As audience demand for effects-driven blockbusters grows, the lines
between animation and live-action, already blurred, will come close to

That's the prediction of Yair Landau, vice-chairman of
Sony Pictures Entertainment (SPE) and president of its Sony Pictures
Digital (SPD) division.

'Visual effects and animation dominate the moviegoing experience like
at no time in history,' Landau said.

Speaking yesterday (Wednesday) during The Media Summit, backed by Screen International,at BFI Southbank, Landau pointed out that every one of the top 10 films at the 2007 box-office hits was either a digital effects film or an animated movie.

These box-office hits accounted for over a third of the overall
worldwide box-office in 2007.

More and more films are being made in which the 'environment is
animated but the people are real or the people are animated but the
environment is real. That is the broad trend in terms of large-scale
digital production,' Landau said.

Over half of Spiderman 3 is animation. The traffic, though, is two-way.
Just as live-action films use more animation, animated movies are
brorrowing more live action.

'At Sony Pictures Imageworks, we use a lot of love-action technology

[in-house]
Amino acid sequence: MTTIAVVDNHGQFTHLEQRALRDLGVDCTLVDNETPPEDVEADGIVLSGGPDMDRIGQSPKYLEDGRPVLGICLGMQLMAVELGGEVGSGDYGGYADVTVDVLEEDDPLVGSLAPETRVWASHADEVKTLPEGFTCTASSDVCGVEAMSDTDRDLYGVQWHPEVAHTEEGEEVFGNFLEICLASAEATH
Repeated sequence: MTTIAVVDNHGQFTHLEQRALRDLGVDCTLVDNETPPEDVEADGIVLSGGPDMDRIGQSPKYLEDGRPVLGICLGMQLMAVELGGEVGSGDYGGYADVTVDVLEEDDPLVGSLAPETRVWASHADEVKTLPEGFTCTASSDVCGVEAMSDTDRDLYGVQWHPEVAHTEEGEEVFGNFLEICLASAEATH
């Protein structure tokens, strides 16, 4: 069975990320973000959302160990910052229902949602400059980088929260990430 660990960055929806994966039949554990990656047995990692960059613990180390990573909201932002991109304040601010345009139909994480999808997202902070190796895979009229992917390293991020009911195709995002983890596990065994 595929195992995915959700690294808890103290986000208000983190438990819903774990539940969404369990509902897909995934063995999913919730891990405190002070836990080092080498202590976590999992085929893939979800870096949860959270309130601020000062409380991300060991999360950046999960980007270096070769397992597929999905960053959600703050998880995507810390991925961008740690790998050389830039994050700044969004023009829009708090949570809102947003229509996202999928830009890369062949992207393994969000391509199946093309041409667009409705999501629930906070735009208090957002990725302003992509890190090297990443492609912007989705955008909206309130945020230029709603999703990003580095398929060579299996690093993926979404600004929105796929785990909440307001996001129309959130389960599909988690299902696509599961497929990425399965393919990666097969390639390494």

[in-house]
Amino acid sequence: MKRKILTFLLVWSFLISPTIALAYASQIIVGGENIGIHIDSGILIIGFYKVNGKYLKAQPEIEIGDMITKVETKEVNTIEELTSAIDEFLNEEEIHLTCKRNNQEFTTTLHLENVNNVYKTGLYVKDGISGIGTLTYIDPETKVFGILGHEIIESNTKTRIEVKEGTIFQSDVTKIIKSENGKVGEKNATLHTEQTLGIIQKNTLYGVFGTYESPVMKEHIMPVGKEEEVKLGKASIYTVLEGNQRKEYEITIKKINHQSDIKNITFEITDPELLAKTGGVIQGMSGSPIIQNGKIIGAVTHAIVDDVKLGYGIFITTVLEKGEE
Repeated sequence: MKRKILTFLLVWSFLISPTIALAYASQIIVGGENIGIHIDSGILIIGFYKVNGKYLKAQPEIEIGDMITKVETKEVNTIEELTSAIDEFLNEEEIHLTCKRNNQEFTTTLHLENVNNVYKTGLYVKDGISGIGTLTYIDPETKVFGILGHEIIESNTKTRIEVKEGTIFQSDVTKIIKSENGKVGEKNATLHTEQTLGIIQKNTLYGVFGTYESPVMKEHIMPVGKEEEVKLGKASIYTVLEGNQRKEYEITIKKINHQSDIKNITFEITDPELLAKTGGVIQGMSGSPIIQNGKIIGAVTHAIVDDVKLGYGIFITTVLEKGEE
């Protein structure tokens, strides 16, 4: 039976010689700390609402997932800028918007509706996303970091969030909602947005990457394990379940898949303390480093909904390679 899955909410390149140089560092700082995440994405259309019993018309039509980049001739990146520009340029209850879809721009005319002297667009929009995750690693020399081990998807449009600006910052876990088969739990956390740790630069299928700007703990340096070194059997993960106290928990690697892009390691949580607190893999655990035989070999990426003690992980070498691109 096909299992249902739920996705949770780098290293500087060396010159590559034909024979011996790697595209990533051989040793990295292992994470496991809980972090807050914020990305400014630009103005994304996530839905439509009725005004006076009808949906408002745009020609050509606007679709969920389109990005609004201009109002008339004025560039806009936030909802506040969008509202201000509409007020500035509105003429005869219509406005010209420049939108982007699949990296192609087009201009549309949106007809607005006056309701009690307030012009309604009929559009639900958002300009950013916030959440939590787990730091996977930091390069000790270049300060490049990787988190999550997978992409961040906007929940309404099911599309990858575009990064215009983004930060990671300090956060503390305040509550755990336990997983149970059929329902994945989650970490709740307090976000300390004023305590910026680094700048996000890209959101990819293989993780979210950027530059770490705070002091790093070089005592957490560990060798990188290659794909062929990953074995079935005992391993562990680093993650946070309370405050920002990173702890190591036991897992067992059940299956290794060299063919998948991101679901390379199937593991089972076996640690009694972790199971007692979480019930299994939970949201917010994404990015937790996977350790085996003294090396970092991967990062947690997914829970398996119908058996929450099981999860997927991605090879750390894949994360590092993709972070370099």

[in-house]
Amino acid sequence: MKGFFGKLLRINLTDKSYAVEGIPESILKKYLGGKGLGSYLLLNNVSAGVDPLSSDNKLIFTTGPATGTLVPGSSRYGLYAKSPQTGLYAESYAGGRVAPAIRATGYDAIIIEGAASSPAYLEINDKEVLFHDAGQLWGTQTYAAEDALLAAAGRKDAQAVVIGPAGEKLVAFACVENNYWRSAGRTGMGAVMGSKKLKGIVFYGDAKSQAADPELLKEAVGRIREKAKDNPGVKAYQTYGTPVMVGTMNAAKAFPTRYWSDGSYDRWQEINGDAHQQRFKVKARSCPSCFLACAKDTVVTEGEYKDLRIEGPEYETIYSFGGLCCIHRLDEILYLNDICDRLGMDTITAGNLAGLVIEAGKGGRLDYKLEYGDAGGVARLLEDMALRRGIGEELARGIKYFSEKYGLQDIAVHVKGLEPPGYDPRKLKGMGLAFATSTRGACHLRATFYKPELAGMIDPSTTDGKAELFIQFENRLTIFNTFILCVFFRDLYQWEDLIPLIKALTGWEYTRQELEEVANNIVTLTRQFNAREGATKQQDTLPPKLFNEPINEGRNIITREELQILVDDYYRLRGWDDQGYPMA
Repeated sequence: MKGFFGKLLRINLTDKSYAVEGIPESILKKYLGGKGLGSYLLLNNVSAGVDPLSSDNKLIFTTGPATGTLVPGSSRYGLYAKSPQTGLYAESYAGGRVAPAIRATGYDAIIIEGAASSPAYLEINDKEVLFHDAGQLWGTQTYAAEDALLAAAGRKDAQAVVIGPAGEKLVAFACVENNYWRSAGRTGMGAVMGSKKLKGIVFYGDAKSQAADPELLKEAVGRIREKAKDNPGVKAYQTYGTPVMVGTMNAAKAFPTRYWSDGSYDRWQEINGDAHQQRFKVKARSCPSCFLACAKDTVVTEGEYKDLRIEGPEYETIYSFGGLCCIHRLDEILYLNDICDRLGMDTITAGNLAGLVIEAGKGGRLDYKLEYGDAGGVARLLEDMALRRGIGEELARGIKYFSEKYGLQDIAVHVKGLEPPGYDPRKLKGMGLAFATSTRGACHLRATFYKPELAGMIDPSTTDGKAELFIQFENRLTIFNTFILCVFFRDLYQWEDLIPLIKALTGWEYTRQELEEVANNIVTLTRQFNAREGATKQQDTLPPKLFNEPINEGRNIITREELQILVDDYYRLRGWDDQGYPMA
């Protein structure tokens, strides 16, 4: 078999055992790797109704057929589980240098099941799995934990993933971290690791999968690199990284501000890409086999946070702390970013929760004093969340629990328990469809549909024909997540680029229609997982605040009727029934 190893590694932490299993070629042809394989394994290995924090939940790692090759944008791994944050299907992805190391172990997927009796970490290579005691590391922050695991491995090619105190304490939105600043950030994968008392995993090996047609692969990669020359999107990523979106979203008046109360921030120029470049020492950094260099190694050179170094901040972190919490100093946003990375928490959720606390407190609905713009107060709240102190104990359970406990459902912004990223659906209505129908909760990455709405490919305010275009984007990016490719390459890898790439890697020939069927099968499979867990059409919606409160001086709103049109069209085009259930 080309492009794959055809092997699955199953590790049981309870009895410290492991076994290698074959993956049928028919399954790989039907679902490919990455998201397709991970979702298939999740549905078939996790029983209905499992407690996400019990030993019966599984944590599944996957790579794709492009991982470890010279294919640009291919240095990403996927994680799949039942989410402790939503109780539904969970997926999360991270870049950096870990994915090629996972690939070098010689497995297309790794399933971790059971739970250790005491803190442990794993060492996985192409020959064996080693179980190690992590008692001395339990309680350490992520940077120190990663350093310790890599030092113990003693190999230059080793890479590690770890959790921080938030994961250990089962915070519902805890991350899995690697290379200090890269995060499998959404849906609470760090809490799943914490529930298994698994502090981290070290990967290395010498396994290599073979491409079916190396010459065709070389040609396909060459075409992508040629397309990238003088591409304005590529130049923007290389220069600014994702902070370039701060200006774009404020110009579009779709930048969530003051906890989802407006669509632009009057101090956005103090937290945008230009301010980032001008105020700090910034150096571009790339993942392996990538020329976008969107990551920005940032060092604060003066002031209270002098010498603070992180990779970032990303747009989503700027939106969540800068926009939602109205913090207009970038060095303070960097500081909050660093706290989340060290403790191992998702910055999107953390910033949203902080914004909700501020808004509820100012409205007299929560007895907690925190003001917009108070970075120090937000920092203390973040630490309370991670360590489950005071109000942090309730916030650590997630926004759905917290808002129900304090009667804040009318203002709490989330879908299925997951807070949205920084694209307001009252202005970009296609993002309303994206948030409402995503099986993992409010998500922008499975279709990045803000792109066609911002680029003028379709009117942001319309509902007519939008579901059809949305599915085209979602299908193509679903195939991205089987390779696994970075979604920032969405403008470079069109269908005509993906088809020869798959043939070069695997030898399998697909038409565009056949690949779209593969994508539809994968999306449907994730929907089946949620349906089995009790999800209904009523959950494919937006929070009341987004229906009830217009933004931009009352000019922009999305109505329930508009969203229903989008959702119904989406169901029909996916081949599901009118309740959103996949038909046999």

and techniques to try to enhance the animated storytelling.'

In Oscar season, films like Beowulf, I Am Legend and Spiderman 3 may
not be winning awards but they - Landau asserted - are clearly the
movies that audiences want to see.

'I see it as a harbinger of where we are going. Obviously, a lot of
this (digital production) is incredibly expensive, very time-consuming
and involves a ton of artists and technology,' Landau said. Even so, he
predicted that the box-office will continue to be dominated by movies
combining the best of live action and digital animation techniques.

'That is what the world wants from Hollywood,' Landau said. 'I think
the top 10 films will be like this next year and beyond. What we've
gotten to is a place where filmmakers and storytellers are not in any
way limited now by technology from creating anything they can imagine.
Any story that somebody brings to paper you can make feel real.'

He suggested that a new generation of filmmakers is now comfortable
'integrating digital production into the basic fabric of the way they
tell their stories.'

Asked whether cinema will soon see digitally created movie stars,
Landau suggested that they already exist in animation. 'Mr Incredible
is a digital star.

Buzz and Woody are digital stars.' However, he suggested that digital movie stars aren't the long-term goal of the digital production revolution.

'We all want to see humans being. We want people looking each other in the eye and emoting. The question is how many CGI characters will they interact with...if you have a love affair between a human and a CGI character, will you feel more strongly for the CGI character than the human''